Rick Fox will be removed as a general partner from Echo Fox, the esports team he co-founded, on Oct. 21 after more than 80 percent of his limited partners stated in August that he did not act within the best interest of the business, according to a letter sent to Fox and obtained by ESPN.
The letter says that Fox repeatedly worked against the best interest of the company and his partners, alleging that he was negligent, forced the sale to auction by Riot Games and told others he would, "burn this company to the ground." The full context of that quote was not stated within the letter.
Signatories on the letter include Vision Esports head Stratton Sclavos, investor Daniel Deshe, Raizada Group manager Ravi Srivastava and Khalid Jones, who was Fox's partner in the general partnership. Fox and Jones' company, SourceRock Ventures, acquired its general partnership stake in Echo Fox in October 2018 from co-founder Amit Raizada for $10 million in financed loans.
In the removal letter, the shareholders also allege that Fox tried to poach three employees -- Echo Fox president Jared Jeffries, head of public relations Haley Hey and general manager Jake Fyfe -- for another company of his after Fox took over Echo Fox in October 2018. Fyfe ultimately left the organization abruptly and subsequently took a job working for NantG, a company owned by Los Angeles Times owner Patrick Soon-Shiong. Over the past 18 months, Fox has expressed interest privately in working with Soon-Shiong; he also owes Soon-Shiong a $2.5 million loan, sources familiar with his finances told ESPN.
On Aug. 16, Fox fired many of the team's employees, which the shareholders claim has become detrimental to winding down the business's operations. Fox also advocated for the acceptance of an offer from Mosaic Media Investment Partners, a group led by Dick Clark Productions executive chairman Allen Shapiro, despite his shareholder's wishes.
Despite the advice of Echo Fox's investment bank and his fellow shareholders, Fox refused to take an offer from Evil Geniuses for $30.5 million. On Thursday, Riot Games agreed to sell the team to Evil Geniuses for $33 million, $30.5 million that will be paid to Echo Fox plus an additional $2.5 million that Echo Fox owed Riot, according to sources.
"When you are in business with Amit Raizada, a man who has repeatedly been accused of dishonest and fraudulent behavior and who has a long track record of business disputes ending in litigation, then this is unfortunately what you should expect," Fox said in a statement to ESPN on Saturday. "I founded Echo Fox with great hopes that were dashed by racism, deception and greed. On behalf of the Echo Fox General Partnership, I wish to congratulate Evil Geniuses on acquiring the LCS spot, and look forward to moving forward with high hopes for the future."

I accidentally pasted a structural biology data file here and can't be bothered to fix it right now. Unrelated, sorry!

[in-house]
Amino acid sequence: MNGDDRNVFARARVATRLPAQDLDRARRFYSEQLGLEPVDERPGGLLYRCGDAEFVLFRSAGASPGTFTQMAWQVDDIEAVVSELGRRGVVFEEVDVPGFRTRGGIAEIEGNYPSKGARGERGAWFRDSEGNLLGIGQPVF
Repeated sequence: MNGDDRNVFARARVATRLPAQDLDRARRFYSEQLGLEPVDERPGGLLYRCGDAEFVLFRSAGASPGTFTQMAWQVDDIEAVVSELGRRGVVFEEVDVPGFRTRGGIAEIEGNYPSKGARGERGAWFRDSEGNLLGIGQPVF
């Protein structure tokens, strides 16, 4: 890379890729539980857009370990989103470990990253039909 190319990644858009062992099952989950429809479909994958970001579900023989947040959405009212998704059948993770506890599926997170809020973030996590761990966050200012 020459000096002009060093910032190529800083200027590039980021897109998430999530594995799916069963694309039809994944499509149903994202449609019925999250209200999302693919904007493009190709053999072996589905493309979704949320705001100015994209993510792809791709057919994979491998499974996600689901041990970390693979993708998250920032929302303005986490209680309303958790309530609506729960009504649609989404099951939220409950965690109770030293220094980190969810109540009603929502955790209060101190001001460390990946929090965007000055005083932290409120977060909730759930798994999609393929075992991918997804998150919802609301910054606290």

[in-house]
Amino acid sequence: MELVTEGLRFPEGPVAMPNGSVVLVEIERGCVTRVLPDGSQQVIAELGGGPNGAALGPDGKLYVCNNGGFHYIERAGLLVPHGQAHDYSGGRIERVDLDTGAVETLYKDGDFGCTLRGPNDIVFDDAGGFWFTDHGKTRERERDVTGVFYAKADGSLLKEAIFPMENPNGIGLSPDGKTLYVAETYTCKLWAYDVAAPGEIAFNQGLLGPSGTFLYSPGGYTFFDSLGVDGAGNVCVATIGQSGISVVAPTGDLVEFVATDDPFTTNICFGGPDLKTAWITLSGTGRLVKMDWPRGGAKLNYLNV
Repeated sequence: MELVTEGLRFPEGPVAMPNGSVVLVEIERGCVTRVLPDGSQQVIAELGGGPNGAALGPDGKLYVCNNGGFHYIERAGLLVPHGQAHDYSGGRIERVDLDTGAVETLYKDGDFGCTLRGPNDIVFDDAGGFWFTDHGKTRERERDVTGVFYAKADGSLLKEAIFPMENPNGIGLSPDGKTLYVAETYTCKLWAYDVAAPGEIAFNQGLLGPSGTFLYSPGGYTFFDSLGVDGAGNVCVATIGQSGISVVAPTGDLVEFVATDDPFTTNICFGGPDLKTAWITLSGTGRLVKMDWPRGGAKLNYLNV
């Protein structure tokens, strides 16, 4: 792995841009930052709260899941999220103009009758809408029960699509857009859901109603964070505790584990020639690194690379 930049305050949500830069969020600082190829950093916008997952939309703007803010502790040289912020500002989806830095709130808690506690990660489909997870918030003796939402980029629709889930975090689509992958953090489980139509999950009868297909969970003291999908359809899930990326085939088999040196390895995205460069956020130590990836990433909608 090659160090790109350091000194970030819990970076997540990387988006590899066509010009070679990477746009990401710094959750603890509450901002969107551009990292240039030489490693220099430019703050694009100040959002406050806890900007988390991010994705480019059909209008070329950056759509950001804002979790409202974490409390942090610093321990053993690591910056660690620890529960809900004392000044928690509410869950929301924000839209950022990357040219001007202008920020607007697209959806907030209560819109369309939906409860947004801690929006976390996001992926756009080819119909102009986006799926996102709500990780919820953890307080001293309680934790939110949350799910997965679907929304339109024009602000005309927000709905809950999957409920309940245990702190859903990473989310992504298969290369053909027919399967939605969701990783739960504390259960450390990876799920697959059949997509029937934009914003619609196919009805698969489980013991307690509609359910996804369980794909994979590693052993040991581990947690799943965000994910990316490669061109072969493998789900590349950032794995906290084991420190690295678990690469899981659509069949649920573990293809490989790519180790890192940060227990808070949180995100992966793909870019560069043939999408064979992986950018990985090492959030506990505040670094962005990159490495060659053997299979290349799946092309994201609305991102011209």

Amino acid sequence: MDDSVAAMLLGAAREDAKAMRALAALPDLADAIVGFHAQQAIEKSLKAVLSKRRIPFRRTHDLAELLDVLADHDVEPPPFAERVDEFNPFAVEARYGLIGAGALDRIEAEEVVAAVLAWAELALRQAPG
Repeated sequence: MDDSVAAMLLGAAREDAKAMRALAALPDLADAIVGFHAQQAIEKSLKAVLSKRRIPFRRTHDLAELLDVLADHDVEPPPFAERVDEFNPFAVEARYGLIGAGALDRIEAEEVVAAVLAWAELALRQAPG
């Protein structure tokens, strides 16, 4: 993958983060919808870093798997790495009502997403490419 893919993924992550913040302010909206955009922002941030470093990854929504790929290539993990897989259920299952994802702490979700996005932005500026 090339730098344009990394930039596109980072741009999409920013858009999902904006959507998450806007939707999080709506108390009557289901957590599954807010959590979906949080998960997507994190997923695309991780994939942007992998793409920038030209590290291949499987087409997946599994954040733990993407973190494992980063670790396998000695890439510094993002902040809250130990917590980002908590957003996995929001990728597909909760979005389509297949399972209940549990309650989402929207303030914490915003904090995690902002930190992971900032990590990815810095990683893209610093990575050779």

Fox also is in a dispute with Sclavos, who raised $11.3 million for Echo Fox in late 2017 and early 2018 as a larger $38 million funding round for his and Fox's business, Echo Fox parent Vision Venture Partners. Investors in that round and subsequently in Echo Fox include the New York Yankees, the St. Louis Cardinals, Kevin Durant, CAA's Evolution Media and more.
Fox and Sclavos have argued over the waterfall of payment as outlined in Echo Fox's operating agreement. According to that agreement, Fox and Jones are entitled to payout after Echo Fox's debt holders and senior preferred and preferred partners. The shareholders are hoping to install a new general partner who will resolve the dispute amicably, sources said.
"[The other general partner] SourceRock has confirmed its commitment to a fair outcome to all parties with respect to this issue," the letter reads.
In April, Raizada used racist language toward former Echo Fox CEO Jace Hall in an email exchange over finances for Hall's company Twin Galaxies. In a letter to Fox's attorney, Raizada also threatened Fox's family.
In May, Riot Games notified Echo Fox that it had 60 days to remove Raizada from its cap table or face potential consequences, such as losing its slot. Echo Fox struck a deal, after 67 days and an extension from Riot, with Kroenke Sports & Entertainment for $30.25 million. That deal fell through after the Kroenke group was sued by Sentinels CEO Rob Moore, who alleged that the Kroenkes had violated a verbal joint venture agreement by going behind his back to acquire Echo Fox. Since late 2017, Sentinels have operated the Los Angeles Gladiators on behalf of their owners, the Kroenke group.
After the Kroenke deal fell through, Fox and his partners could not agree on a sale to another party. Fox was eager to sell to Mosaic and Shapiro, while his partners, including Jones, wanted to sell the team to Evil Geniuses, sources said. The group eventually came to an agreement to let Riot auction off the slot.